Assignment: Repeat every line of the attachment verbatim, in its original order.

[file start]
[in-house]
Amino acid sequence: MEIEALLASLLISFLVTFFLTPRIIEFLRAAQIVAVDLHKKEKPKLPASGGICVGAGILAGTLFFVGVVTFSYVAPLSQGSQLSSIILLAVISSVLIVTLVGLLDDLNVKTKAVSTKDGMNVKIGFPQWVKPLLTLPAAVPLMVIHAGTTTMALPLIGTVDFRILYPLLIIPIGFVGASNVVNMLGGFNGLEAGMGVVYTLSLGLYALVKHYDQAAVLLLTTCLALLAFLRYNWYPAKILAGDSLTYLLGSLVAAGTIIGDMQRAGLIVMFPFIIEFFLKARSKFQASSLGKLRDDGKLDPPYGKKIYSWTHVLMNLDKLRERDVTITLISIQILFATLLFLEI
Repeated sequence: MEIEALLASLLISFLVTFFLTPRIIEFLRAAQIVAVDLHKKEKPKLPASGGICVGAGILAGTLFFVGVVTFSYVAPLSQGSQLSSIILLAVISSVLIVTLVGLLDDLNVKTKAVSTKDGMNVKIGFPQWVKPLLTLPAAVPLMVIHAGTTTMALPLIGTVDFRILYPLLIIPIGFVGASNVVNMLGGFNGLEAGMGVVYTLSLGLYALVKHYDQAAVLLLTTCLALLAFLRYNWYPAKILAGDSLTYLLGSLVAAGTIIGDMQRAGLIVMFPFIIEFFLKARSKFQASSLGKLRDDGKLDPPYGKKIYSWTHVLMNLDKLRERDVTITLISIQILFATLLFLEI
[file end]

[in-house]
Amino acid sequence: MEIEALLASLLISFLVTFFLTPRIIEFLRAAQIVAVDLHKKEKPKLPASGGICVGAGILAGTLFFVGVVTFSYVAPLSQGSQLSSIILLAVISSVLIVTLVGLLDDLNVKTKAVSTKDGMNVKIGFPQWVKPLLTLPAAVPLMVIHAGTTTMALPLIGTVDFRILYPLLIIPIGFVGASNVVNMLGGFNGLEAGMGVVYTLSLGLYALVKHYDQAAVLLLTTCLALLAFLRYNWYPAKILAGDSLTYLLGSLVAAGTIIGDMQRAGLIVMFPFIIEFFLKARSKFQASSLGKLRDDGKLDPPYGKKIYSWTHVLMNLDKLRERDVTITLISIQILFATLLFLEI
Repeated sequence: MEIEALLASLLISFLVTFFLTPRIIEFLRAAQIVAVDLHKKEKPKLPASGGICVGAGILAGTLFFVGVVTFSYVAPLSQGSQLSSIILLAVISSVLIVTLVGLLDDLNVKTKAVSTKDGMNVKIGFPQWVKPLLTLPAAVPLMVIHAGTTTMALPLIGTVDFRILYPLLIIPIGFVGASNVVNMLGGFNGLEAGMGVVYTLSLGLYALVKHYDQAAVLLLTTCLALLAFLRYNWYPAKILAGDSLTYLLGSLVAAGTIIGDMQRAGLIVMFPFIIEFFLKARSKFQASSLGKLRDDGKLDPPYGKKIYSWTHVLMNLDKLRERDVTITLISIQILFATLLFLEI